Faisal Chaudhry, taken 3/1/23


Faisal Chaudhry he/him

Assistant Professor

Law School / Faculty




UMass School of Law 218


Harvard University, Graduate School of Arts and SciencesPhD in History
Harvard Law SchoolJD
Columbia UniversityBA


  • Property
  • Law and Economic Development
  • Environmental Law
  • Legal Regimes in History
  • Histories of the Early Modern and Modern World



This course introduces real and personal property, including the nature of property and the rights and duties of owners and possessors. Topics include present and future interests, landlord-tenant agreements, co-tenancies, easements, covenants and servitudes, title determination and assurance, contracts of sale, deeds, mortgages, and land use regulation.

A survey covering a broad spectrum of environmental issues, major environmental statutes and legal doctrines that apply to environmental controversies. This course will be a case study of the issues, policies, procedures, and resolutions of environmental matters facing society today.


Research activities

  • Member of the Executive Committee, Property Section, American Association of Law Schools
  • Member: American Historical Society; Association of Asian Studies; Law and Society Association; American Society of Legal History
  • Select Past Honors/Support (1): Sustainability Scholar, Hanley Sustainability Institute, University of Dayton; Max Planck Institute for European Legal History
  • Select Past Honors/Support (2): Mellon Foundation Fellow (2014-16); American Council of Learned Societies Fellow (2012-14)
  • Member in Good Standing: New York Bar, Massachusetts Bar, District Columbia Bar


Research interests

  • Law and Political Economy
  • Property Law and Private Law Theory
  • History of Legal and Economic Ideas, History of Capitalism
  • History of Modern South Asia, Empire and Modernity
  • Early Modern Histories of the Islamicate World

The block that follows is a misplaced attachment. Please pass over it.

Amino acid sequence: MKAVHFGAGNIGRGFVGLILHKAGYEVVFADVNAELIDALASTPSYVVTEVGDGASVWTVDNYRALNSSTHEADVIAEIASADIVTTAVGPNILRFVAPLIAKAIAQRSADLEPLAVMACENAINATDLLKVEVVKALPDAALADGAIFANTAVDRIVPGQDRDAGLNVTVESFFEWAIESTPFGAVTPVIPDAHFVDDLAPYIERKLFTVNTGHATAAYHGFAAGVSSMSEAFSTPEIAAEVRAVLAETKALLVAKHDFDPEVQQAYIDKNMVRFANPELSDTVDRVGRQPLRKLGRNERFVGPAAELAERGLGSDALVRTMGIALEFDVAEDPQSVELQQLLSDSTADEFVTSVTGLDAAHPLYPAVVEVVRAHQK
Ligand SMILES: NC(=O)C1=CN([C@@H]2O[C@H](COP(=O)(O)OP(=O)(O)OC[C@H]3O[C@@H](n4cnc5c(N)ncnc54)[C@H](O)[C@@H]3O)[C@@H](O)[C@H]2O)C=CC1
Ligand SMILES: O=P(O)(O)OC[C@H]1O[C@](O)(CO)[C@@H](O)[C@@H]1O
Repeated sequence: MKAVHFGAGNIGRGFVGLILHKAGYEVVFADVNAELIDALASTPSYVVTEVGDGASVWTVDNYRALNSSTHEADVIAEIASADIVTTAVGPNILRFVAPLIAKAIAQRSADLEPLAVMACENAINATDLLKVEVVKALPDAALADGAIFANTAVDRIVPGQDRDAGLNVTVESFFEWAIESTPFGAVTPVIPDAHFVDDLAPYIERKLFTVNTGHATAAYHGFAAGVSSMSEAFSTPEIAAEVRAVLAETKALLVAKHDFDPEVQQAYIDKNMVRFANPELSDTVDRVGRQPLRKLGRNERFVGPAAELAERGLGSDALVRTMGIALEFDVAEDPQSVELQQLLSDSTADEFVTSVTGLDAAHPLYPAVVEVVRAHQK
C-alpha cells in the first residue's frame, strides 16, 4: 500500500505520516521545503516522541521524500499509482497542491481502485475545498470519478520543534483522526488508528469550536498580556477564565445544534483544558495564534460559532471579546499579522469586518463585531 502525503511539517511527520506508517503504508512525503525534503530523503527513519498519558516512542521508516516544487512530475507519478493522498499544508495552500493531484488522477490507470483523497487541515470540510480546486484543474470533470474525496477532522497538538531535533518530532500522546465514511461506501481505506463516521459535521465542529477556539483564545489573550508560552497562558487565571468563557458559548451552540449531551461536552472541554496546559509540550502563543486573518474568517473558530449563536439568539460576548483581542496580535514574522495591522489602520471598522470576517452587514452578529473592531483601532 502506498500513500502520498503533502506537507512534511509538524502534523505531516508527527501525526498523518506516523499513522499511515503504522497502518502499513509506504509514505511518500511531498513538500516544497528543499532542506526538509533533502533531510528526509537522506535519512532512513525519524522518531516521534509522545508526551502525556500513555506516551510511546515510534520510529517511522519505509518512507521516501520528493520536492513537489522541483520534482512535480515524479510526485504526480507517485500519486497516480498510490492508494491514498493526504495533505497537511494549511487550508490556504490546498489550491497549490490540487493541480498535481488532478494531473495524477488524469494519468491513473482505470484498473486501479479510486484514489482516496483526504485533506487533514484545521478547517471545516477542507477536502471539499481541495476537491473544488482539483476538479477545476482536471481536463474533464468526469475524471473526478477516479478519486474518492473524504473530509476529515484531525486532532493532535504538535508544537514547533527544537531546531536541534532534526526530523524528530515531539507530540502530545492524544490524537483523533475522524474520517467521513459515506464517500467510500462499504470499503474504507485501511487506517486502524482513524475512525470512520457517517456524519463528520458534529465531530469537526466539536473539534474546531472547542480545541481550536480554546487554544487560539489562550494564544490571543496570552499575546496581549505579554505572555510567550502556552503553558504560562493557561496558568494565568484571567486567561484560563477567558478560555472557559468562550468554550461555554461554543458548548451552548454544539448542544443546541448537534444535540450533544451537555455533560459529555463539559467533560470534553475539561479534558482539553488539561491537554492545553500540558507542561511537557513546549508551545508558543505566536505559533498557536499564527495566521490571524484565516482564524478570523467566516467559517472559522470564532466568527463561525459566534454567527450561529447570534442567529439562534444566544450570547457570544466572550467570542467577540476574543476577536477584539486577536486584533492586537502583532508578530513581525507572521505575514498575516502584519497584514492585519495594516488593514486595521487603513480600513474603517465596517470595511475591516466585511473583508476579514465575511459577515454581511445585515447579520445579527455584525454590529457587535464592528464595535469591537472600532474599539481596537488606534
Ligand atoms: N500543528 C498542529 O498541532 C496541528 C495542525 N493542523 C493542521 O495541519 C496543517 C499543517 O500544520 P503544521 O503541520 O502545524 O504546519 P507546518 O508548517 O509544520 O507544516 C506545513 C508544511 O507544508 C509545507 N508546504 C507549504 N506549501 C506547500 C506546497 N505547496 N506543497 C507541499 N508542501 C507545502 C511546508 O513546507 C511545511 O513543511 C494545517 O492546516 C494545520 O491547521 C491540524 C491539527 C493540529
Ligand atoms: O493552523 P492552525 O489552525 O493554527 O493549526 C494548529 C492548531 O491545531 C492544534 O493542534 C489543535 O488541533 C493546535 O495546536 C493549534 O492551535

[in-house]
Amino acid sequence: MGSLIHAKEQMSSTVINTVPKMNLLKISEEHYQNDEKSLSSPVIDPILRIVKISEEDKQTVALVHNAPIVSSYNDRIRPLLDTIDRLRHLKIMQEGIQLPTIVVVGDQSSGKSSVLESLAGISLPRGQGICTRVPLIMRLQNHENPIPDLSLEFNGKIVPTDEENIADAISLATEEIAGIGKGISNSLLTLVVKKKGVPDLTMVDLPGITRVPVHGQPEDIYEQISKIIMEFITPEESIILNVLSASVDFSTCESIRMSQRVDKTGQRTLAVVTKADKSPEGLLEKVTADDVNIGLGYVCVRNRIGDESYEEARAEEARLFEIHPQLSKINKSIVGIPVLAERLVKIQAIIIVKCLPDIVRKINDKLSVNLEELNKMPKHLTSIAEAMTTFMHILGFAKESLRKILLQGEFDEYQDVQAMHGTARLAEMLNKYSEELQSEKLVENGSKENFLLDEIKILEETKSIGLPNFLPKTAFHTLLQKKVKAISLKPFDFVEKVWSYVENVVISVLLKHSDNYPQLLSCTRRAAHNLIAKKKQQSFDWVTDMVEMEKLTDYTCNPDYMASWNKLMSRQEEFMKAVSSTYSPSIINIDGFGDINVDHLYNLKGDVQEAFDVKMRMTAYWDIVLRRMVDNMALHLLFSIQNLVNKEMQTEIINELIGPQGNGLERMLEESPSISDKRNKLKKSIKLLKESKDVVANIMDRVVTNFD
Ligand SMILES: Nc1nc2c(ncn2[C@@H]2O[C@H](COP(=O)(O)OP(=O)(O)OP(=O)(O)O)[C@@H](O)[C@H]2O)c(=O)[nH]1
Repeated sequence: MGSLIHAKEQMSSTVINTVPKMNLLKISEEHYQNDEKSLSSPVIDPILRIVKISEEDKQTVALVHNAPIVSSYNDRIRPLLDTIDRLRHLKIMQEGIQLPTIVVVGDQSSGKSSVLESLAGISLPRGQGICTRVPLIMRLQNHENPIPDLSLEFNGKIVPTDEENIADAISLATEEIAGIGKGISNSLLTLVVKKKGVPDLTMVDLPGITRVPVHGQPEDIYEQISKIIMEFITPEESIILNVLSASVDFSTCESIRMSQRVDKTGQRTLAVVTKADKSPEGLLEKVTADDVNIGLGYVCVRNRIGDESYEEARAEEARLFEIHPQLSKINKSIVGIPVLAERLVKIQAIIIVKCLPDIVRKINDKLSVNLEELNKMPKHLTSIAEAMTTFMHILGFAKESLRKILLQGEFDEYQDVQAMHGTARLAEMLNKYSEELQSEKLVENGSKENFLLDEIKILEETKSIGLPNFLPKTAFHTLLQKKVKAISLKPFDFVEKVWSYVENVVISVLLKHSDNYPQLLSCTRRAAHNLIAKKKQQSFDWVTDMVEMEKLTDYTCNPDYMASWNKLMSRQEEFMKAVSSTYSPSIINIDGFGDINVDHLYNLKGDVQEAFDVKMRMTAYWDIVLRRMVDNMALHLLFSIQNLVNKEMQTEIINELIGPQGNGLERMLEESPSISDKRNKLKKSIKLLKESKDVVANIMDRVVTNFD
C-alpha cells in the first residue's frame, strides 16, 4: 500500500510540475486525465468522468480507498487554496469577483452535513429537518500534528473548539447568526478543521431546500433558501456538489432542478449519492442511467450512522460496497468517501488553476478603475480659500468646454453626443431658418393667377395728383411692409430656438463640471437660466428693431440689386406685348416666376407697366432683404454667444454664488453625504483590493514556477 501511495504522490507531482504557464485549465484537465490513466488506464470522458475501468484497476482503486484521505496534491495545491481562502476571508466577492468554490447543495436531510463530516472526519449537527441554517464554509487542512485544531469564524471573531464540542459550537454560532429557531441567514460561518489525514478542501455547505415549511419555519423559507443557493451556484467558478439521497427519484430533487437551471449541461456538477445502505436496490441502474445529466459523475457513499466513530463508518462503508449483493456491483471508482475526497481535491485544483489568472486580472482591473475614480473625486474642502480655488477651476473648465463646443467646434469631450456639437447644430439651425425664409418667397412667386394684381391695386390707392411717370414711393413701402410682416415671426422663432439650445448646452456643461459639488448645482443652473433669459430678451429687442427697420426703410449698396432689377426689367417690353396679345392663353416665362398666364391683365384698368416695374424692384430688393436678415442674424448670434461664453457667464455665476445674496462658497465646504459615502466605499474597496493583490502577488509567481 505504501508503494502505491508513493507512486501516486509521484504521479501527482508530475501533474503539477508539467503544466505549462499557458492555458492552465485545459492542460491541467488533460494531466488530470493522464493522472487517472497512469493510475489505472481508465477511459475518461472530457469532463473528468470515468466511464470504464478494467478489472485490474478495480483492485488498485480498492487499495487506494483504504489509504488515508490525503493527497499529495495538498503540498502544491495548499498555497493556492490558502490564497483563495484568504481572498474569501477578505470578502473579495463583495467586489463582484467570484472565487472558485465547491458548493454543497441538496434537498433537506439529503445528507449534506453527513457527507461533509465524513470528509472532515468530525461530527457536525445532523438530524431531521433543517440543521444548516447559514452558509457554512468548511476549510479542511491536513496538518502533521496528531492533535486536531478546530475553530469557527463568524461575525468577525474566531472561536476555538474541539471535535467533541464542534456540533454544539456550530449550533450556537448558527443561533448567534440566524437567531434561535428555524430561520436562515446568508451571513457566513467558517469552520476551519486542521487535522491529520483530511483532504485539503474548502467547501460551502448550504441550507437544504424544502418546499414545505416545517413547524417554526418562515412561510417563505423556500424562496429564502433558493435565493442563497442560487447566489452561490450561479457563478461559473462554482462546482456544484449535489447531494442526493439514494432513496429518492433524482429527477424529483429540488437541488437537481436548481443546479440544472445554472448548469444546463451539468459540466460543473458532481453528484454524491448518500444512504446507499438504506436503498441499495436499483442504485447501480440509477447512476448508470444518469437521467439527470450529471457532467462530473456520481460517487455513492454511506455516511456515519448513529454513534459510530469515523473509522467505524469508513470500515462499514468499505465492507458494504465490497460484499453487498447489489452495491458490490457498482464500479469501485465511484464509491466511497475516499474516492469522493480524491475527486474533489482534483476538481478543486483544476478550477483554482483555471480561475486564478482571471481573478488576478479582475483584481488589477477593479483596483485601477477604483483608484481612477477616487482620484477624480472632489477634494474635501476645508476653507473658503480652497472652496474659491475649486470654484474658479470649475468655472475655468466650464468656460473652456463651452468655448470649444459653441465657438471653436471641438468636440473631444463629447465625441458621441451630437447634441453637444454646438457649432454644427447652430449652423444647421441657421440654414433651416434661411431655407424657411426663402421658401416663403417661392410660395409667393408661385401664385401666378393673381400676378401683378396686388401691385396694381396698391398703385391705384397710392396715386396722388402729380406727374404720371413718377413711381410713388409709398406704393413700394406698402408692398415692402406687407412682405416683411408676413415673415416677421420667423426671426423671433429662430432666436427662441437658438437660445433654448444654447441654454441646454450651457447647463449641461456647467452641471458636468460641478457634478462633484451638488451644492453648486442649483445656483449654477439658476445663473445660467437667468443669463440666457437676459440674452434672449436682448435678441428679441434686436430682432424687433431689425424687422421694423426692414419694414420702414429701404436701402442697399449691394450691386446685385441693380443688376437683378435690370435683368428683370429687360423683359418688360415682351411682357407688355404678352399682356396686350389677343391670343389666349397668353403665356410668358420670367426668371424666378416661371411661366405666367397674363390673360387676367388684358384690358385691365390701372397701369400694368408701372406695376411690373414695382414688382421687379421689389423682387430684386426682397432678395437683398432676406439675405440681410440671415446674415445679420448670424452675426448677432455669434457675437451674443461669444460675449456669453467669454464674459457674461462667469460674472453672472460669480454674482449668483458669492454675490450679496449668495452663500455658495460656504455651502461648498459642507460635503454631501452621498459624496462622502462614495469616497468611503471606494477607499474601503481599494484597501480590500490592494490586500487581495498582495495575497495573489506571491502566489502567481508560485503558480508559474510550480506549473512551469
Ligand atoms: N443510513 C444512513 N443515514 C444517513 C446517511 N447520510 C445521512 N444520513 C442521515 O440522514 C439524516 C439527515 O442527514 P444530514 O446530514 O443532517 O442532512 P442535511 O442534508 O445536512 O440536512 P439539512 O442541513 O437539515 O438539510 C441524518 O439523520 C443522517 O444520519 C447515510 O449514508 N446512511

Select publications

Professor Faisal Chaudhry joined the University of Massachusetts as an Assistant Professor in the School of Law with a concurrent appointment in the Department of History at UMass Dartmouth in 2022.  Prior to his appointment, he was Assistant Professor of Law & History at the University of Dayton, where he taught courses on contracts, property, environmental law, and the history of capitalism. Previously Professor Chaudhry also has held positions as Visiting Professor of Law at the University of Arizona James E. Rogers College of Law and as a Post-Doctoral Fellow in the Departments of History and South Asia Studies at the University of Pennsylvania

After completing his JD, Professor Chaudhry earned a PhD in history, with his doctoral work focusing on the relationship between the nineteenth-century ideal of legal science, rule of law discourse, and colonial capitalism under the British Empire in South Asia. As a legal historian, Professor Chaudhry’s research interests continue to focus on our understanding of the role of law and economy in the transition from the ‘early modern’ to the ‘modern’ age (between the 18 and 20th centuries) in the Eastern Islamicate world. In addition to a forthcoming book on British India and the globalization of classical legal thought, Professor Chaudhry is conducting archival research for a second monograph looking at the importance of heterodox legal and economic ideas in forging new understandings of the relationship between society and the market among anti-colonial and nationalist thinkers in colonial and early independence-era South Asia. He is also working on a longer-term project that examines idioms of land control, property, and rights in the early modern legal culture of the Mughal empire.

As a scholar of the contemporary world, Professor Chaudhry is generally interested in the legal-institutional underpinning of the market and the interaction between law, distributional justice, and sustainable economic development. More specifically, his research into present-day topics explore concepts of property rights and economic rent as they apply to land/natural resource use and the innovation system, both inside the United States and beyond its borders. This has led to ongoing writing projects about inequality and affordable housing in the United States and law and economic development in a global perspective. More generally, Professor Chaudhry’s is interested in the cluster of sub-fields of legal study defined around themes of law and political economy, critical approaches to legal reason, and the jurisprudence of distribution.

Additional links